Is Steve Jobs fit to run a public company?
Apple Inc. (AAPL) stock has risen 75 percent since January 20th -- soon after the announcement that Steve Jobs would take a leave of absence for health reasons. Those who bought shares are probably delighted that Steve Jobs has not been formally running Apple. But who knows whether Jobs has been holding the puppet strings of his stand-in, Tim Cook, this year.
Jobs is complex -- he is a genius when it comes to designing and marketing innovative consumer products, but he may well have violated the law when it comes to disclosing his health problems and releasing mis-information about Apple's products. He's also obsessively security conscious when it comes to new products -- but that's not a crime.
Evidence of Apple's mis-information was a surprise to me. Four years ago, a senior Apple executive told Piper Jaffray analyst Gene Munster that Apple had no interest in developing a cheap iPod with no screen. Soon after that leak to Munster, Apple released just that: the iPod Shuffle. Is it illegal for a company to lie to an analyst? If such mis-information was formally announced to shareholders, it would be considered fraud.
But this is small potatoes compared to Apple's failure to disclose Jobs's true health problems. In January Apple said Jobs leave of absence was due to a hormonal imbalance. But reports that Jobs got a liver transplant during that absence -- and speculation that cancer tumors had spread from his pancreas to his liver-- suggest that Apple was either lying about the true reason for his absence or there was a sudden change in his health.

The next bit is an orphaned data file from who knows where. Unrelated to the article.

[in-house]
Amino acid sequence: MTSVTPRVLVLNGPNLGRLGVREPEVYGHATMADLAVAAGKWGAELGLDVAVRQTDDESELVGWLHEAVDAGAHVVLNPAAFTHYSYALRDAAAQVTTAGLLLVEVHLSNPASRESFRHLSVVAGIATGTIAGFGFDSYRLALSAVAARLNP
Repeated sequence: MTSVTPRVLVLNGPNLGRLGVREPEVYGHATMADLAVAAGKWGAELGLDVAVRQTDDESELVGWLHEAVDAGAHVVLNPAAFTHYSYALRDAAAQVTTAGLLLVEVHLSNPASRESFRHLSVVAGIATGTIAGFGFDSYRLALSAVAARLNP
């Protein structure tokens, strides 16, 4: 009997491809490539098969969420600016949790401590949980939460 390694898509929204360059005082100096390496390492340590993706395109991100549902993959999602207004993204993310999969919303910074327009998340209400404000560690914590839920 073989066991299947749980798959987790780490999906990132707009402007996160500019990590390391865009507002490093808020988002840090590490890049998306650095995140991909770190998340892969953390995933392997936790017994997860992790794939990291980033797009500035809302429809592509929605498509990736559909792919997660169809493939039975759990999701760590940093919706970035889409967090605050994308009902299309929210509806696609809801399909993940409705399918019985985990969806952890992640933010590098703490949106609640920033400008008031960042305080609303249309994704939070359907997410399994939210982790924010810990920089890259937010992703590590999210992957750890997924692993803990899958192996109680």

And since word of the liver transplant came out at the same time as news that Apple had sold more than 1 million units of the iPhone 3G S on its first weekend, Apple may have paired potentially negative news with a positive development to blunt the stock-market impact of the transplant. By blunting this impact, Apple may have limited the possible financial damages of the liver transplant news.
This raises questions about what it means to be fit to run a public company. One key measure -- Jobs obviously has severe health problems and his last act as CEO will be picking a successor who can keep the innovation going. This could be impossible, but it is too early to judge Jobs on this standard of fitness.
A second measure is whether the CEO drives the company to ever-improved financial performance and higher stock market value. By that standard, Jobs has been an exceptionally fit CEO -- although there have been periods where the stock and Apple's financial performance have stumbled quite significantly -- such as the time when the stock fell 59 percent from $200 in December 2007 to $82 in January 2009.
A third measure of fitness is a CEO's respect for corporate governance standards. By that measure, Jobs has come about as close to failing as a person can get. Jobs's tendency to control information appears to keep Apple's board in the maximum amount of darkness that is legally permissible.
Jobs appears to believe that Apple's board is a piece of corporate window dressing rather than an essential agent of shareholders. Unfortunately, a look at General Motors board -- which supported former CEO Rick Wagoner through a 98 percent decline in its stock price -- reveals that Jobs is not alone in treating Apple's board with contempt.
So Jobs is very fit to be CEO in one respect and unfit in others. Regrettably, those unfit ways will overwhelm the fit ones.
Peter Cohan is president of Peter S. Cohan & Associates. He also teaches management at Babson College. His eighth book is You Can't Order Change: Lessons from Jim McNerney's Turnaround at Boeing. He has no financial interest in the securities mentioned.